I wouldn't go so far as to move the async'd method into a different file, especially if the nature of their work is similar. At a certain point, separating logic into more files turns the octopus into a squid. It's one thing if you were passing off information to a method that managed thread creation, but I'd personally keep them all wrapped up together.

This is actually very similar to the way I handle threading in my apps. I am a strong believer in not implementing logic inside a thread block but rather separating it out into an independent function exactly this way. Like you said this makes testing much easier.

Where I differ is that I don't separate out threaded functions into different files. I feel it adds an unnecessary layer which gives no benefit especially when debugging logic later.

To be clear your threading logic *is* part of the business logic. What you are doing here is simply breaking it down into smaller more manageable chucks, but both functions are implementing parts of your overall business logic.

Move over. What if down the line you discover that threading is not the best approach for a particular business function?

The way I approach this is to first create my business logic without any threading. So I would create function "doSomething" and use that directly. (Don't optimize too soon)

Then if I find need threading I copy this to a private Function in the component "doSomethingPrivate" and rewrite the first function to use threading. This way I don't have to go back and change any references to "doSomething" in the rest of my code and if I find out that threading is not any better I can reverse it quickly and invisibly to the rest of my code.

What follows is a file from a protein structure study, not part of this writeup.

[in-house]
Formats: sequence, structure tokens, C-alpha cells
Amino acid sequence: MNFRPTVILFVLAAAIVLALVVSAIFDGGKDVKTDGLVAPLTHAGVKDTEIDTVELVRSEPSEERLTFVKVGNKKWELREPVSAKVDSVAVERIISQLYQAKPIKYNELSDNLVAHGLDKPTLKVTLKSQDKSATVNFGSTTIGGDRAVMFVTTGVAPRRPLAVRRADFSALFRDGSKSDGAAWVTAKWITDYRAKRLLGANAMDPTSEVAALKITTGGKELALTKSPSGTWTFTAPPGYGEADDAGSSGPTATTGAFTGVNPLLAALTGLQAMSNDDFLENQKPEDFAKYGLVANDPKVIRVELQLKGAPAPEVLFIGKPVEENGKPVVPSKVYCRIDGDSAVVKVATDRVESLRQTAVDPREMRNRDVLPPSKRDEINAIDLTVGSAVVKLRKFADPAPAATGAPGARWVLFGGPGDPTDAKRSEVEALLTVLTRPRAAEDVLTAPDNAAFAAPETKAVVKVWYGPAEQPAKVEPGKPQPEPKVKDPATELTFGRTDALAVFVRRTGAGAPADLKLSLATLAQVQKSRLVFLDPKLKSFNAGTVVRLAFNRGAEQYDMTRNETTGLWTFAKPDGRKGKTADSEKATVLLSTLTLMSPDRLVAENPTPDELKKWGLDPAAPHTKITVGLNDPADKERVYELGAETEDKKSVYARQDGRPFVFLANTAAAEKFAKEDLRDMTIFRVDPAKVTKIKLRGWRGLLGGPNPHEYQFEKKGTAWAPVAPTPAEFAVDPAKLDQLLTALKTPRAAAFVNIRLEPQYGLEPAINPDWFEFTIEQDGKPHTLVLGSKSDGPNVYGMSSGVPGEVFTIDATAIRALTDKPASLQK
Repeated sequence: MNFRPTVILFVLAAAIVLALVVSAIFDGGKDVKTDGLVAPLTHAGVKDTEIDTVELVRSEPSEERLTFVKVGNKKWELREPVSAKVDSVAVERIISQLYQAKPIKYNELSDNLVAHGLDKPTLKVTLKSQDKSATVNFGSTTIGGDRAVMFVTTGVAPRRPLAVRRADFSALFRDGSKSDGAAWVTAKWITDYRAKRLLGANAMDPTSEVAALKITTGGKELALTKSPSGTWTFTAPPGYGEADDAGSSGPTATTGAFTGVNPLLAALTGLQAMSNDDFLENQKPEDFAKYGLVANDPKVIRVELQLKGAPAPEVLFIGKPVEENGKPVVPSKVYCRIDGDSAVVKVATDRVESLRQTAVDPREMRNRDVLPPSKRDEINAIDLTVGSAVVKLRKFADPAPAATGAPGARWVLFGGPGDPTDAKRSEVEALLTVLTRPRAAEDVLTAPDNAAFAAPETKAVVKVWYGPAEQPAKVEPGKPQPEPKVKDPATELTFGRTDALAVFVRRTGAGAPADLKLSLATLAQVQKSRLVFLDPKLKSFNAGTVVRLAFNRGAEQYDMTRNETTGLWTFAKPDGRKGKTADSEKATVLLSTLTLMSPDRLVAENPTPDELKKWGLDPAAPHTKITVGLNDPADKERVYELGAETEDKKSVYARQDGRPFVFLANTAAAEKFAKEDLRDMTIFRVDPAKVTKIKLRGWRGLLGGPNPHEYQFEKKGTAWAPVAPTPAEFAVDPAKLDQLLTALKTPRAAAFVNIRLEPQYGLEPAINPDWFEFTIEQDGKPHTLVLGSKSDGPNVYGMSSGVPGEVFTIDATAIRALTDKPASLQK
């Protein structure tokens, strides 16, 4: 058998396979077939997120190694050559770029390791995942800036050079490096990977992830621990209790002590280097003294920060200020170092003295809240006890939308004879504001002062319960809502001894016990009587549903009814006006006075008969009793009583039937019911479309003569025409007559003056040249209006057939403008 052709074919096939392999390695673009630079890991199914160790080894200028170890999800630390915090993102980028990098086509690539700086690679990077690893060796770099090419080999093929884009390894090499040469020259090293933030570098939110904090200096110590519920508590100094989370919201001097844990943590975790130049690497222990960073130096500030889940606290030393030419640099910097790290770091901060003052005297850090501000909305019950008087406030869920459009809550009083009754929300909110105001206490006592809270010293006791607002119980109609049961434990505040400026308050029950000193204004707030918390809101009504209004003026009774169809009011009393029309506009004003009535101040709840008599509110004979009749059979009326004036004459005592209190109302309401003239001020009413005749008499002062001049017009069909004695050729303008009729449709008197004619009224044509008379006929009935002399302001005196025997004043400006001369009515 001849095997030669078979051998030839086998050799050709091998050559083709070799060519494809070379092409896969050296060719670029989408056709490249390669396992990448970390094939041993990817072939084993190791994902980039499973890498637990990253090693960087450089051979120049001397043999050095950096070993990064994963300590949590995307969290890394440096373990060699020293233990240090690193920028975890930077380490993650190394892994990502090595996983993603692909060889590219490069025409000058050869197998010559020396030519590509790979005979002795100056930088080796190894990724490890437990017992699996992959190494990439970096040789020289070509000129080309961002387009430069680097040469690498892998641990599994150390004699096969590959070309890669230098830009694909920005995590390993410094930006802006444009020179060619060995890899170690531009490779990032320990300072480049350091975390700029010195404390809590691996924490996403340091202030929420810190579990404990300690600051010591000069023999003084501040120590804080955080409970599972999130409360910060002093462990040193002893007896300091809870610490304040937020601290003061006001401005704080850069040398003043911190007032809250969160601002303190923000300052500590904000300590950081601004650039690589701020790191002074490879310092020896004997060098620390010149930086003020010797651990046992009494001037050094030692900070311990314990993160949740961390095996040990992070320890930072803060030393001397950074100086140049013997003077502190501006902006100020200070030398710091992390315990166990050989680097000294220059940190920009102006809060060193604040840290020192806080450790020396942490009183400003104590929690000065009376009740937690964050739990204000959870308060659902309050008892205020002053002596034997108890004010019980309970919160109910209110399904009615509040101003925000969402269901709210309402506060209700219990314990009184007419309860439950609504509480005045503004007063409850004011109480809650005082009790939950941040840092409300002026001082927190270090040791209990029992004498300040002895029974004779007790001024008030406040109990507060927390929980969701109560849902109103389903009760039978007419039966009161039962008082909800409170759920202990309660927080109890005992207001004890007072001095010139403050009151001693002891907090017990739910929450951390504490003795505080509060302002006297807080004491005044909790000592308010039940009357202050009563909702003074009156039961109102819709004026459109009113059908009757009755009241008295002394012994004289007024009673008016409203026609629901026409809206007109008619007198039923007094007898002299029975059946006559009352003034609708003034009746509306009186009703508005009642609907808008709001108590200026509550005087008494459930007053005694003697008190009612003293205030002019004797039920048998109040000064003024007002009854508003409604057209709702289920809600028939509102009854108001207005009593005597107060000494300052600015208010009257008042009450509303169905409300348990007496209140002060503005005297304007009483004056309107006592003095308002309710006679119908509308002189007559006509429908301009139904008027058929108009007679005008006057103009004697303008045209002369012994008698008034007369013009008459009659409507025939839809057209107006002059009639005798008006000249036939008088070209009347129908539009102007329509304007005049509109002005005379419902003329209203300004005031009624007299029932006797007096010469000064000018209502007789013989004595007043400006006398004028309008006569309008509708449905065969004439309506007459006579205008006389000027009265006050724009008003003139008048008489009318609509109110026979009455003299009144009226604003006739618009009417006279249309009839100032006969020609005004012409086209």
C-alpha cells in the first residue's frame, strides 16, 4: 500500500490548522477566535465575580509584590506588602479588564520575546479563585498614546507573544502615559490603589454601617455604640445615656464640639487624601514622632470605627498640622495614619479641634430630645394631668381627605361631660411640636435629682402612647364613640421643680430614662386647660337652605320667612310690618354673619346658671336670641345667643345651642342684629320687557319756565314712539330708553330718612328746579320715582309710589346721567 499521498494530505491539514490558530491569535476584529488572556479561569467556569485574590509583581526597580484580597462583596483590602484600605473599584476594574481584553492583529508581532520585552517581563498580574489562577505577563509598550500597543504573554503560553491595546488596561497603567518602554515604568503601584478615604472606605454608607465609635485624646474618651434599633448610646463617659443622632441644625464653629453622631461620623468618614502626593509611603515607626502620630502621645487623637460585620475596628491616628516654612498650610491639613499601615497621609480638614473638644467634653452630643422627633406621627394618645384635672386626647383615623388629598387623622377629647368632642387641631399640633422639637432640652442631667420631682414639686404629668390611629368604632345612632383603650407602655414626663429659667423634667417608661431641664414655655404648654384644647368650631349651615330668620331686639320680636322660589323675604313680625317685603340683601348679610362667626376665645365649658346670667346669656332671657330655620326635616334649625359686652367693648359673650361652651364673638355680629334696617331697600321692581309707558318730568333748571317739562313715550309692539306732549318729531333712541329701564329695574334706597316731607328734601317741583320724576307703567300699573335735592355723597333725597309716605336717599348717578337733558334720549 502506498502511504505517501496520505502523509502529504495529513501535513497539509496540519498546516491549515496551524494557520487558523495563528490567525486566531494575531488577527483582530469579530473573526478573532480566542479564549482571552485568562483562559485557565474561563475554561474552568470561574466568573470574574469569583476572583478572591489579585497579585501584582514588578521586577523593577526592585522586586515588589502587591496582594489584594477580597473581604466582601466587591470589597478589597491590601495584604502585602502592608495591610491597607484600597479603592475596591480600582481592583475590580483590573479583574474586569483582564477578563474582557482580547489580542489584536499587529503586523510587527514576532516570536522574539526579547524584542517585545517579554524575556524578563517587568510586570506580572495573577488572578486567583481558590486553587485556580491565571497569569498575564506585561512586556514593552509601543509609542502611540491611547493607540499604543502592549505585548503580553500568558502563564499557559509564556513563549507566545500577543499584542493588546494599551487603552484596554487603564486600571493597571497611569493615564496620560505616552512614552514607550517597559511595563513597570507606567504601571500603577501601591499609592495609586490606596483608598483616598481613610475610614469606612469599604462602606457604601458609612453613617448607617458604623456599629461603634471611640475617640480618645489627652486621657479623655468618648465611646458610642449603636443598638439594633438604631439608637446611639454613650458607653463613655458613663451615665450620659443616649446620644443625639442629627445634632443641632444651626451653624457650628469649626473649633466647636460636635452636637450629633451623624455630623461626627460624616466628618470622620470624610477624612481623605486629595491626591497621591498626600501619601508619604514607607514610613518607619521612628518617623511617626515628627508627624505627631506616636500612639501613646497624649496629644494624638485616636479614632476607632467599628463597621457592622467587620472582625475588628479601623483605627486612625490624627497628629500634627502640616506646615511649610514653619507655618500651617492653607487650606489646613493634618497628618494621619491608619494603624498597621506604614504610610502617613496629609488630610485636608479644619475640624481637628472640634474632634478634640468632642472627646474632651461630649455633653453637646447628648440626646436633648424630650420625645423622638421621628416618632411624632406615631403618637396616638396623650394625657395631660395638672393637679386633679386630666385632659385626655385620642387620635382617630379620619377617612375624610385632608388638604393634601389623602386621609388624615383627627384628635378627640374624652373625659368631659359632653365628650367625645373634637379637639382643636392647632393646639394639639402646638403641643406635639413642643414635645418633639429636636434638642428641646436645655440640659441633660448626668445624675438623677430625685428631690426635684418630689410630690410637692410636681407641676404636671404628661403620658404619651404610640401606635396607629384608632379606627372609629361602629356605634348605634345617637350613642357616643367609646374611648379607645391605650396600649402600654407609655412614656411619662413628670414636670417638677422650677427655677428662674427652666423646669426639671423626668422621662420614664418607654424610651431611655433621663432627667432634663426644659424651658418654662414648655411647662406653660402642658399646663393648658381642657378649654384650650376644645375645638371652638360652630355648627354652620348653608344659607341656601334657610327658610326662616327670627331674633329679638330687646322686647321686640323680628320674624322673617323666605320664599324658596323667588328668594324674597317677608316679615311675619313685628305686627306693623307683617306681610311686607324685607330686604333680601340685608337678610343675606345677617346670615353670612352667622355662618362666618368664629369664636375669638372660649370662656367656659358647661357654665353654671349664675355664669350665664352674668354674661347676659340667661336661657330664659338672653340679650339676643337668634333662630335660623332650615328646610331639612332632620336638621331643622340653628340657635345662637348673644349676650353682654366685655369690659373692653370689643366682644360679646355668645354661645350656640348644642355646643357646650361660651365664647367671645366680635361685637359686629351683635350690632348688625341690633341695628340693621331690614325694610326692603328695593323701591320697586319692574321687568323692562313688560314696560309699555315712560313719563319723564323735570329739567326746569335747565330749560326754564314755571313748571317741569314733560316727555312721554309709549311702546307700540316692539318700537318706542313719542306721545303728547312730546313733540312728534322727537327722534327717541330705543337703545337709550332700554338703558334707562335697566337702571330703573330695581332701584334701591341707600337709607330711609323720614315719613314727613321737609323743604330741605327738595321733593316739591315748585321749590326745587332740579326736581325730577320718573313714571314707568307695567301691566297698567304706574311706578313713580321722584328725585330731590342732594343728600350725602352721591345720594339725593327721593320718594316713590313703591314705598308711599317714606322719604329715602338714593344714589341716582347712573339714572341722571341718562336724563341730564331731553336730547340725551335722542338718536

I tend to agree. That's why I started with simple separation of concerns within the same component. Off the cuff, the separate component stuff feels more appropriate when you need to augment an existing component with a new set of behaviors. For example, taking a "queue" component and then wrapping it in another component that add "synchronization" with additional locking. That way, you have your Queue that does nothing but worry about queuing... and then a different component that creates a synchronized queue.

But, that's just off the top of my head. I definitely like keeping it simple when possible.


I definitely optimize too fast in certain cases. I just get in my head that action XYZ "needs" to be asynchronous. I like your approach where you keep the name the same and then refactor the internal wiring. Very interesting!